The first time
I saw Ousmane Sembène’s Borom Sarret,
I was in film school. Struck by the wagoner’s candid voiceover, and the
way it contrasted with his routine labor of picking up passengers in his wagon, I wondered why I hadn’t seen this film earlier. I wondered why many of the
people I knew hadn’t seen it. There was movement in this film, but this
character seemed not to be getting anywhere, mirroring the Neo-colonial context
in which it was set. This film was only the beginning.
Noted film critic
Elvis Mitchell will curate a month-long film series entitled Caméras d’Afrique: The Films of West Africa, running from October 3 – October 28, 2013 in Los Angeles. Named for Férid Boughedir’s groundbreaking documentary, the series
is hosted by Loyola Marymount University School of Film and Television, in partnership
with Film Independent at LACMA, and will highlight some of the region’s
most powerful works, with selections by Ousmane Sembène, Djibril Diop Mambéty, and Mahamat-Saleh
Haroun, among others.
In what seemed
more like a conversation, I spoke with Elvis Mitchell about his
hopes for the series, the emphasis on
West African cinema as part of distinct world of varied African cinema, and the need for more black film critics.
Screenings for the series
will be held throughout October at LACMA’s Bing Theater on
Tuesdays and Thursdays. Free community screenings and select Q&As moderated
by Mitchell will take place on the Loyola Marymount University campus
every Monday night. For full program line-up please visit: sftv.lmu.edu/sftvevents/afrique.
Shadow & Act: When did
you start developing your interest in West African cinema?
Elvis Mitchell: I’ve always had
this interest. I think there’s so many great, important films that come from
places other than Europe and America. Steve Ujlaki who is the dean of the film
program at LMU came to LACMA and to me for this program, and I just thought the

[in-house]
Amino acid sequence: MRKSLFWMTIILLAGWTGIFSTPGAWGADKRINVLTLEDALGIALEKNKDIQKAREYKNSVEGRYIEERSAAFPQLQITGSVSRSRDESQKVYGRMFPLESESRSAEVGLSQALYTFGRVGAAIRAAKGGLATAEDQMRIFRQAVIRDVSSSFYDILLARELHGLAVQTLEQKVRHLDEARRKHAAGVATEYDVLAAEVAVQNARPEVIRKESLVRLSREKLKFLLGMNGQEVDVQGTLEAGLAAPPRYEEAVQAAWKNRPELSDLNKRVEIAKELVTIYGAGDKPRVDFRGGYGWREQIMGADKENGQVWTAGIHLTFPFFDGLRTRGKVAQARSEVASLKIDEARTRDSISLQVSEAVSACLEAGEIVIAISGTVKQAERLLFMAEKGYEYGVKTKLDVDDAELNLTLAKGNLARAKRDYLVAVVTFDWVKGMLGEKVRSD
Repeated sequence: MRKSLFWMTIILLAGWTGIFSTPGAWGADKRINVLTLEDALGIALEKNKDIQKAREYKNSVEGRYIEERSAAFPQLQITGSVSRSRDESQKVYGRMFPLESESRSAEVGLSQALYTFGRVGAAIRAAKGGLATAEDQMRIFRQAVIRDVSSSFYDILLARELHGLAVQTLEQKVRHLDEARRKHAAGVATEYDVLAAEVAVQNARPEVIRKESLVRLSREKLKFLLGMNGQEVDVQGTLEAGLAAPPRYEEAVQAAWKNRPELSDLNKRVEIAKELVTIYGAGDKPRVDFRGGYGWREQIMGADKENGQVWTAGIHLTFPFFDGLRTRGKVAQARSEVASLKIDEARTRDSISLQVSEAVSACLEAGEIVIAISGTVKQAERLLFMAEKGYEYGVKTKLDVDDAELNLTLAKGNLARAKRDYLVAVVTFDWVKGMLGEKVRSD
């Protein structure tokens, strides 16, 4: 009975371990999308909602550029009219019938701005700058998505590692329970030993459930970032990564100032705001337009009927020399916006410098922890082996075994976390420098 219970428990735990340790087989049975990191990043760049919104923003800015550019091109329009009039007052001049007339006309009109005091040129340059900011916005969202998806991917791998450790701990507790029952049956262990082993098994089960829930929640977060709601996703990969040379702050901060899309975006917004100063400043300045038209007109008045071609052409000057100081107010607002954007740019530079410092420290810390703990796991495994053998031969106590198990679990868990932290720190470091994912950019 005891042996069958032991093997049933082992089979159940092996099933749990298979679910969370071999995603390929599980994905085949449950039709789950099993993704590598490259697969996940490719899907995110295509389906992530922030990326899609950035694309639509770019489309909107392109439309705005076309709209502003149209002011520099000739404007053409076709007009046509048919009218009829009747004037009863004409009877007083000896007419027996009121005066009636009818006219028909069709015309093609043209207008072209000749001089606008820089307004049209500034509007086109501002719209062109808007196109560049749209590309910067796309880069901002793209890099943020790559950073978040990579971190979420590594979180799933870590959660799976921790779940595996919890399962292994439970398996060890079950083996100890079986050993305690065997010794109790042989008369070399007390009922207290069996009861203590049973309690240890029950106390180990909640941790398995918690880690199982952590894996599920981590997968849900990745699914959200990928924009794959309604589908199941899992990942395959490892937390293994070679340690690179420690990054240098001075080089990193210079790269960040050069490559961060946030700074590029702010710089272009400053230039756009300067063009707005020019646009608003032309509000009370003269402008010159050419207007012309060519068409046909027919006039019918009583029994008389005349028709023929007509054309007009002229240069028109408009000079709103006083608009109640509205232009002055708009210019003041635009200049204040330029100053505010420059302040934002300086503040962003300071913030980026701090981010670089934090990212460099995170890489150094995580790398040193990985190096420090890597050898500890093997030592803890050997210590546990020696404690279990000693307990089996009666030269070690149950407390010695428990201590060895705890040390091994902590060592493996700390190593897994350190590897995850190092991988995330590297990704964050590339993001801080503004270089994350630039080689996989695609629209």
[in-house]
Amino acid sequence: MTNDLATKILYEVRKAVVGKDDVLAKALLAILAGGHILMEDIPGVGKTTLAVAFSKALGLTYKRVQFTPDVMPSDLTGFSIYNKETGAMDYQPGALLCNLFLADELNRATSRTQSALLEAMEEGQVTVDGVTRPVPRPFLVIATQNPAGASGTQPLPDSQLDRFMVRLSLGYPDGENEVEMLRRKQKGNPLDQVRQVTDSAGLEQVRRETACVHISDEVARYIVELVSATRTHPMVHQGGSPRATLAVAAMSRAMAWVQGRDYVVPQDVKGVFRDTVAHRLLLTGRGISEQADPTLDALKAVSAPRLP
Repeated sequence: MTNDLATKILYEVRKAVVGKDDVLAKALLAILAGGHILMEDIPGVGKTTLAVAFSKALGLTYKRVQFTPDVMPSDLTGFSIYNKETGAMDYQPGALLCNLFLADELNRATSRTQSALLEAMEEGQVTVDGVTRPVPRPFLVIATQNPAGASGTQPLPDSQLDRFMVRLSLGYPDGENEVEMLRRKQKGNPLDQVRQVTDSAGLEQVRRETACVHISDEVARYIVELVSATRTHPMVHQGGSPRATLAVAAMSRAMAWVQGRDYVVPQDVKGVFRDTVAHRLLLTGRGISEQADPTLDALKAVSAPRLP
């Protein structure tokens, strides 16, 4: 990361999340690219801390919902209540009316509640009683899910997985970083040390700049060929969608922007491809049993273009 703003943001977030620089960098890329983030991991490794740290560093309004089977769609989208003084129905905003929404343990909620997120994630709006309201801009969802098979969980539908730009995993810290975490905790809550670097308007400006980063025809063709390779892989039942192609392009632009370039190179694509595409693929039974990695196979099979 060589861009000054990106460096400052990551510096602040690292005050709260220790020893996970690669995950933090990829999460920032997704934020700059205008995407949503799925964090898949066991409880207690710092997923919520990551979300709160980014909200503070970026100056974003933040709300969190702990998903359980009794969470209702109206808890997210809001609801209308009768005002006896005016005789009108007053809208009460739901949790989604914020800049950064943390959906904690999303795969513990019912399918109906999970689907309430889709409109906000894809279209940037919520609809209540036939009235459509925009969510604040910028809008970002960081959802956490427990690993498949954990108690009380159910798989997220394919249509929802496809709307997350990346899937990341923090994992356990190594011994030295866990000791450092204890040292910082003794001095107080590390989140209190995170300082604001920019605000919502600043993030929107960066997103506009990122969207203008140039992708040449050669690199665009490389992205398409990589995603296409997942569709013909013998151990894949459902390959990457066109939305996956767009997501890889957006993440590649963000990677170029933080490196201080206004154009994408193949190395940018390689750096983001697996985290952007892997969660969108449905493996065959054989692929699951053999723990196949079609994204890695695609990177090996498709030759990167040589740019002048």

time had come to show these films, especially Touki Bouki, which is a great 1973 film by Mambéty. It’s such an
amazing film to see the European influence on African film, and how he uses
that kind of storytelling tradition as a taking off point. Touki Bouki is a great take on the way
pop culture affects people, similar to the way that Godard worked.
And really, one
the greatest filmmakers ever came from Senegal, Ousmane Sembene, who is just a
remarkable filmmaker-and I got to meet him 20 years ago when he was in San
Francisco for the San Francisco Film Festival. So, when this opportunity came,
I couldn’t move fast enough.
awesome. I love Touki Bouki.
EM: Isn’t is
S&A: Yes, it’s a
EM: You see a
movie like that, and you get the same feeling as when you see Godard’s Breathless. And you see movie stars. Mambéty knew how to choose actors who also have great screen presence and as a
person of color, it’s so exciting to see something like that.
I was watching the video that you did for LACMA for this series-
EM: Oh, I’m
sorry (laughs). I’m sorry you watched that –
S&A: No, I loved
it and got some background about some of the films. You said the series brings
you joy because it’s bringing attention to the art of an area that deserves
more attention than is received in America. And I was wondering what you think some
people in America think of when the term “African cinema” is referenced, or
when it’s brought up? Do you think there’s this general perspective, or not